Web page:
Summer is about rest! After a long year of hard work, a break is well deserved. But even rest can get excessive or boring. Adding productivity to summer is a great way to have fun, learn, and improve your overall standing towards college. Here’s a look at how to choose the best summer programs, in case you are looking for what’s good vs. what’s not.
Find the Right Price
Summer programs range anywhere from a few hundred dollars to over $10,000. The ideal range is somewhere between $500-$3000. Anything past that warrants close scrutiny. Especially since there are many private (for-profit) summer programs that don’t always do a good job.
Choose 1st Party Programs, Not 3rd Party Programs
1st party programs are those run by the university directly. Examples of this include UC COSMOS, UC Berkeley ATDP, and John Hopkins Pre-College. When it comes to bang for your bucks, 1st Party Programs are undoubtedly the best. Not only do they look better for college admissions, but they are also usually less expensive relative to 3rd Party Programs. The overall quality control and depth of experience is better and more enjoyable for students. There are many 3rd Party Programs that exist so be careful! Not all summer programs are created equal. If given the opportunity to attend a 1st Party Program, this should absolutely be the first choice.
Represent Your Student’s Interests, Not Yours
Rather than starting the conversation with which summer programs exist, start by asking your student which interests exist. From academic to artistic, students have all kinds of interests. It’s important to represent those interests proportionally over the summer. For instance, if a student wants to learn about business and is also interested in painting, find ways to help them do both: be it through one program or multiple. Who ever said you had to settle for one?
Ask What Problems They Wish To Solve
This can span from social issues to more scientific ones, be it child hunger or COVID-19. But starting conversations along the problems your student would like to solve is a sure way to find the best fitting programs, not the one your friend is doing to look good for college.
Pro-tip: A common mistake parents make is pushing their students to do programming in the summer. Rather than telling your student to learn the skill of programming, base your conversations around problems that programming can solve.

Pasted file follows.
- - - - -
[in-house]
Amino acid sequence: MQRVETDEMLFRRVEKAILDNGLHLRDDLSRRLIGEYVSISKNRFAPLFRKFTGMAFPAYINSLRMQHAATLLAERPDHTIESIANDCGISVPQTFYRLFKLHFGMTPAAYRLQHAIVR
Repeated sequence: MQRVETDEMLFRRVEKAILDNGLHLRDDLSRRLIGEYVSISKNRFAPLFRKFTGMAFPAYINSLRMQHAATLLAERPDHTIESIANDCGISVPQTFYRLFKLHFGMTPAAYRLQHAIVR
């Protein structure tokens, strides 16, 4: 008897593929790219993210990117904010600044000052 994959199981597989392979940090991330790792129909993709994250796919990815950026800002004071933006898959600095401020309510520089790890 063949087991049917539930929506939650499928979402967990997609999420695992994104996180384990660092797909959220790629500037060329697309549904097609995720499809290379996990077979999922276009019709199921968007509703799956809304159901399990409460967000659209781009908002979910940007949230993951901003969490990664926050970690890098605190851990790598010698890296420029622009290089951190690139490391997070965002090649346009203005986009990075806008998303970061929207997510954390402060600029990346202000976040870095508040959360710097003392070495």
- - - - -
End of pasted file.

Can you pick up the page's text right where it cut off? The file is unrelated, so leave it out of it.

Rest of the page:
This way the conversation won’t lead to a disinterested student or worse who concludes they don’t like to code as a result.
Choose the Program You Will Likely Continue Afterwards
Going to a summer program itself isn’t very helpful unless the student either learns a lot or enjoys the program. Both of these things can be accomplished though if a summer program is added into a student’s existing interest pathway. This way, they will likely use what they learned from the summer program in their other endeavors – creating a journey of learning and doing.
Recap & Conclusion
Ask your students what problems they would like to solve or about the interest they have. Once that is clear, prioritize your search for university hosted programs like those from the UC’s, Stanford, JHU, etc. Lastly, encourage your student to use what they learn towards other endeavors. Remember, these programs are what you make of them. Go with a positive mindset to learn, grow, and enjoy.
We hope that this provides some valuable insight into how to release some of the stress you may have while making your college application profile even stronger. We specialize in youth mentorship and college counseling. From 8th grade to 12th, we have you covered for any stage in your high school career. Schedule a free consultation with us here.
See you soon!